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Md. governor worried social distancing still not followed

March 22, 2020 GMT

ANNAPOLIS, Md. (AP) — Maryland Gov. Larry Hogan said Sunday he’s aggravated by people failing to heed warnings about the necessity of social distancing to blunt the spread of the new coronavirus.

Hogan, who ordered last week a statewide reduction in the number of people allowed to congregate from 50 to 10, said those not heeding the warnings are “endangering not only yourselves but your fellow citizens.”

“We’ve got to get people off the streets and out of these crowds. It’s absolutely essential,” Hogan said on NBC’s “Meet the Press.” Failing to heed the limit on assemblies is a violation of state law.

Maryland health officials reported Sunday more than 240 positive COVID-19 cases, or over 50 more compared to Saturday. The Department of Health reported late Saturday the state’s third death related to the virus as a Montgomery County woman in her 40s who suffered from underlying medical conditions.

For most people, the new coronavirus causes only mild or moderate symptoms, such as fever or coughing. For some, especially older adults and people with existing health problems, it can cause more severe illness, including pneumonia.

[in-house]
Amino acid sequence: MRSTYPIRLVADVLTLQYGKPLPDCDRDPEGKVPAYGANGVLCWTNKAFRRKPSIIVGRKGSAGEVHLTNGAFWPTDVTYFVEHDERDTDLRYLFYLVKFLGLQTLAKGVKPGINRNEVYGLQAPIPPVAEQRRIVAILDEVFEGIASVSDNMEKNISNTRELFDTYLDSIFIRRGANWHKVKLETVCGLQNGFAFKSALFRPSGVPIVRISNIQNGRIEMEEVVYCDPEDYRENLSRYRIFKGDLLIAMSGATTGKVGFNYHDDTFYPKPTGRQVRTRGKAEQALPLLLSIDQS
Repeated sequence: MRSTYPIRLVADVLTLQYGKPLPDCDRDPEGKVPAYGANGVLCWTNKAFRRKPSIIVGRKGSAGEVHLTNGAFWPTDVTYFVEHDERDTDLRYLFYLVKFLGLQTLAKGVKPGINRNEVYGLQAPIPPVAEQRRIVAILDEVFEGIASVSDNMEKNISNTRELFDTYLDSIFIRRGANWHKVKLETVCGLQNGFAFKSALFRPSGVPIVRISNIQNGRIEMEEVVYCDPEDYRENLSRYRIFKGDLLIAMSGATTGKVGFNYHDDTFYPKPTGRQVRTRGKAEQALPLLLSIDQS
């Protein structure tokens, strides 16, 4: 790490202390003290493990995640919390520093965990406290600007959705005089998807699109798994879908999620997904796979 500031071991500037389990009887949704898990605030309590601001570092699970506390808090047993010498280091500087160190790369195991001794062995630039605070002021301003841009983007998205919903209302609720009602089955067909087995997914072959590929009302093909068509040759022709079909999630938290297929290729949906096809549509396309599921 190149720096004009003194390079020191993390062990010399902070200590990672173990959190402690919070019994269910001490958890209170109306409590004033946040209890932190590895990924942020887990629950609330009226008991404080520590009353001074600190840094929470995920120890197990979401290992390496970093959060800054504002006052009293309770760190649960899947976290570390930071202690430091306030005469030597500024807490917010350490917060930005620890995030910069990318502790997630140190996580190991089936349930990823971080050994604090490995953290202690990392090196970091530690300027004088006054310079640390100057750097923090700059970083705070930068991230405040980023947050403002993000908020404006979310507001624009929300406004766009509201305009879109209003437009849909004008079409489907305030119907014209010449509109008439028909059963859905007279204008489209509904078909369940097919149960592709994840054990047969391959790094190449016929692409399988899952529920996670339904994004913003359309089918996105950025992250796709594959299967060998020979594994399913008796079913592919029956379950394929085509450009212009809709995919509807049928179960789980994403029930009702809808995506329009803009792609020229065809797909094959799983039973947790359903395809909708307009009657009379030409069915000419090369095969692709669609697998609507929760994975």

Over half of Maryland’s positive cases are in Montgomery and Prince George’s counties, adjoining Washington, D.C.

Hogan said there have been meetings with Virginia Gov. Ralph Northam and Washington Mayor Muriel Bowser to work together as a region to combat the virus spread. Hogan was concerned when he learned about crowds this weekend around the blooming cherry blossoms in Washington.

Leaders in Ocean City, a popular beachfront destination, announced on Sunday that the beach and the city’s boardwalk were now closed through at least April 15. Only town residents will be able to use them for exercise or to walk their dogs.

Hogan, the chairman of the National Governors Association, said some progress by the nation’s governors has been made to push the federal government to ramp up supplies for medical professionals so portions of the nation’s health care system doesn’t buckle.

“Failures were made,” Hogan said about the federal government’s earlier response, but “instead of just talking about what didn’t get done, I just want to get things done.”

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